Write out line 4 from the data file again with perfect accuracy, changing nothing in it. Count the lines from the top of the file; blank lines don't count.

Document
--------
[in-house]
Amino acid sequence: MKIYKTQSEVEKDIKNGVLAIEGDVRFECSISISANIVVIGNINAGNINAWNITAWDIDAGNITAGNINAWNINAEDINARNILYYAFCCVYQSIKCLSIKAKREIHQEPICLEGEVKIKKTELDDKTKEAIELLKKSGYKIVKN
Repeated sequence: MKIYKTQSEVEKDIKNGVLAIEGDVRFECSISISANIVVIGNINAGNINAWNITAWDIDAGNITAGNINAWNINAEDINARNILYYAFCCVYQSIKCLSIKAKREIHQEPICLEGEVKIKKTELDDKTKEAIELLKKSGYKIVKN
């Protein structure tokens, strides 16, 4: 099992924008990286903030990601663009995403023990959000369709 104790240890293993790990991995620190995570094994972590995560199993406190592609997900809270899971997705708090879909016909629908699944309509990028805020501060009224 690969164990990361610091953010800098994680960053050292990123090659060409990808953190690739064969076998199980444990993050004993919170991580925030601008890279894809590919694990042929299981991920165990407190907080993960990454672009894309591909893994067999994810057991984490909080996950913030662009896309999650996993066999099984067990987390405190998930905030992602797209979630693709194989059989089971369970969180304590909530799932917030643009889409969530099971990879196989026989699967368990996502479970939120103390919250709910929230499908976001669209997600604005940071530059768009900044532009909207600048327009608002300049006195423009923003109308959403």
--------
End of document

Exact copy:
């Protein structure tokens, strides 16, 4: 099992924008990286903030990601663009995403023990959000369709 104790240890293993790990991995620190995570094994972590995560199993406190592609997900809270899971997705708090879909016909629908699944309509990028805020501060009224 690969164990990361610091953010800098994680960053050292990123090659060409990808953190690739064969076998199980444990993050004993919170991580925030601008890279894809590919694990042929299981991920165990407190907080993960990454672009894309591909893994067999994810057991984490909080996950913030662009896309999650996993066999099984067990987390405190998930905030992602797209979630693709194989059989089971369970969180304590909530799932917030643009889409969530099971990879196989026989699967368990996502479970939120103390919250709910929230499908976001669209997600604005940071530059768009900044532009909207600048327009608002300049006195423009923003109308959403």